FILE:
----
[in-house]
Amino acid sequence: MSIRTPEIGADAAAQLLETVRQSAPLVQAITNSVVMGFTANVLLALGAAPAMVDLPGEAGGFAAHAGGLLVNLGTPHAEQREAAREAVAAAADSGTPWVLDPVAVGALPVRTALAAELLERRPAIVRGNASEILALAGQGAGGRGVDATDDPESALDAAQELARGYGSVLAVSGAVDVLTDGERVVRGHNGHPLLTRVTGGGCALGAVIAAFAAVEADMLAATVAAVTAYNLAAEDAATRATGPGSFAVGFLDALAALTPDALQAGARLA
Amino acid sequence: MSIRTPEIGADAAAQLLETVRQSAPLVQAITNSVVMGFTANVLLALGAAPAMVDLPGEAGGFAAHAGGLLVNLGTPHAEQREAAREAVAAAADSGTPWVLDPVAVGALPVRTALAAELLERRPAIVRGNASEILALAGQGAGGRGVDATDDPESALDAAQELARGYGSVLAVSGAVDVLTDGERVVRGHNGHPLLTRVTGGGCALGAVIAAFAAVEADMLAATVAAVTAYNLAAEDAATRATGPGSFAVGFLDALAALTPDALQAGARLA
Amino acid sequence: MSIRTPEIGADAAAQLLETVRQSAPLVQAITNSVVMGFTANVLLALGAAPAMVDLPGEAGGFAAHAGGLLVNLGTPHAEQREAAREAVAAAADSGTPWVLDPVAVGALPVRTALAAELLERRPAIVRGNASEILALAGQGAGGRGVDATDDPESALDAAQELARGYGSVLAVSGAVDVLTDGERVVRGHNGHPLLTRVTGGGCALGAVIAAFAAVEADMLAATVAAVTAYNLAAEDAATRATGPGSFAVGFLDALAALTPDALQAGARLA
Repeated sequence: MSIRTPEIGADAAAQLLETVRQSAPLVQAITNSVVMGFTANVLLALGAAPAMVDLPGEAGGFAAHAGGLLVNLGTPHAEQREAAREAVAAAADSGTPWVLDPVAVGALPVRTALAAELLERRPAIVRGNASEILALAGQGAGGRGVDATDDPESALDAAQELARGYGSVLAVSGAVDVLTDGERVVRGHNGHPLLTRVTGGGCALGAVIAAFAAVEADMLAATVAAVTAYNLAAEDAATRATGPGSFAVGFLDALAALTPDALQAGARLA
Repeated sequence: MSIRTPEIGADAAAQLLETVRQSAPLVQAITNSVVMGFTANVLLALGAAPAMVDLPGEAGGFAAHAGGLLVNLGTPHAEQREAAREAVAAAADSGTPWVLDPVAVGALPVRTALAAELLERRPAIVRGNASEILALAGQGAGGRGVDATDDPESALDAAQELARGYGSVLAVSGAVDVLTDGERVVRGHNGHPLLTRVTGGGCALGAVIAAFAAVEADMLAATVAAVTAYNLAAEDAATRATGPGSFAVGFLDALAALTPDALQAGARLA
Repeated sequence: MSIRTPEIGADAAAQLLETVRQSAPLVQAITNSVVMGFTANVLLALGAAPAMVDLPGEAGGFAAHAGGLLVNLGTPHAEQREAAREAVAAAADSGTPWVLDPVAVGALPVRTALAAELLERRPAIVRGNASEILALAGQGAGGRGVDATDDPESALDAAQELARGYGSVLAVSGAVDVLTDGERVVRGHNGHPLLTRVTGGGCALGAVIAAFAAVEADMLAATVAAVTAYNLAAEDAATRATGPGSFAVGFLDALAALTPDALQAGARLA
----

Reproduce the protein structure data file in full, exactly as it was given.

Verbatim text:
[in-house]
Amino acid sequence: MSIRTPEIGADAAAQLLETVRQSAPLVQAITNSVVMGFTANVLLALGAAPAMVDLPGEAGGFAAHAGGLLVNLGTPHAEQREAAREAVAAAADSGTPWVLDPVAVGALPVRTALAAELLERRPAIVRGNASEILALAGQGAGGRGVDATDDPESALDAAQELARGYGSVLAVSGAVDVLTDGERVVRGHNGHPLLTRVTGGGCALGAVIAAFAAVEADMLAATVAAVTAYNLAAEDAATRATGPGSFAVGFLDALAALTPDALQAGARLA
Amino acid sequence: MSIRTPEIGADAAAQLLETVRQSAPLVQAITNSVVMGFTANVLLALGAAPAMVDLPGEAGGFAAHAGGLLVNLGTPHAEQREAAREAVAAAADSGTPWVLDPVAVGALPVRTALAAELLERRPAIVRGNASEILALAGQGAGGRGVDATDDPESALDAAQELARGYGSVLAVSGAVDVLTDGERVVRGHNGHPLLTRVTGGGCALGAVIAAFAAVEADMLAATVAAVTAYNLAAEDAATRATGPGSFAVGFLDALAALTPDALQAGARLA
Amino acid sequence: MSIRTPEIGADAAAQLLETVRQSAPLVQAITNSVVMGFTANVLLALGAAPAMVDLPGEAGGFAAHAGGLLVNLGTPHAEQREAAREAVAAAADSGTPWVLDPVAVGALPVRTALAAELLERRPAIVRGNASEILALAGQGAGGRGVDATDDPESALDAAQELARGYGSVLAVSGAVDVLTDGERVVRGHNGHPLLTRVTGGGCALGAVIAAFAAVEADMLAATVAAVTAYNLAAEDAATRATGPGSFAVGFLDALAALTPDALQAGARLA
Repeated sequence: MSIRTPEIGADAAAQLLETVRQSAPLVQAITNSVVMGFTANVLLALGAAPAMVDLPGEAGGFAAHAGGLLVNLGTPHAEQREAAREAVAAAADSGTPWVLDPVAVGALPVRTALAAELLERRPAIVRGNASEILALAGQGAGGRGVDATDDPESALDAAQELARGYGSVLAVSGAVDVLTDGERVVRGHNGHPLLTRVTGGGCALGAVIAAFAAVEADMLAATVAAVTAYNLAAEDAATRATGPGSFAVGFLDALAALTPDALQAGARLA
Repeated sequence: MSIRTPEIGADAAAQLLETVRQSAPLVQAITNSVVMGFTANVLLALGAAPAMVDLPGEAGGFAAHAGGLLVNLGTPHAEQREAAREAVAAAADSGTPWVLDPVAVGALPVRTALAAELLERRPAIVRGNASEILALAGQGAGGRGVDATDDPESALDAAQELARGYGSVLAVSGAVDVLTDGERVVRGHNGHPLLTRVTGGGCALGAVIAAFAAVEADMLAATVAAVTAYNLAAEDAATRATGPGSFAVGFLDALAALTPDALQAGARLA
Repeated sequence: MSIRTPEIGADAAAQLLETVRQSAPLVQAITNSVVMGFTANVLLALGAAPAMVDLPGEAGGFAAHAGGLLVNLGTPHAEQREAAREAVAAAADSGTPWVLDPVAVGALPVRTALAAELLERRPAIVRGNASEILALAGQGAGGRGVDATDDPESALDAAQELARGYGSVLAVSGAVDVLTDGERVVRGHNGHPLLTRVTGGGCALGAVIAAFAAVEADMLAATVAAVTAYNLAAEDAATRATGPGSFAVGFLDALAALTPDALQAGARLA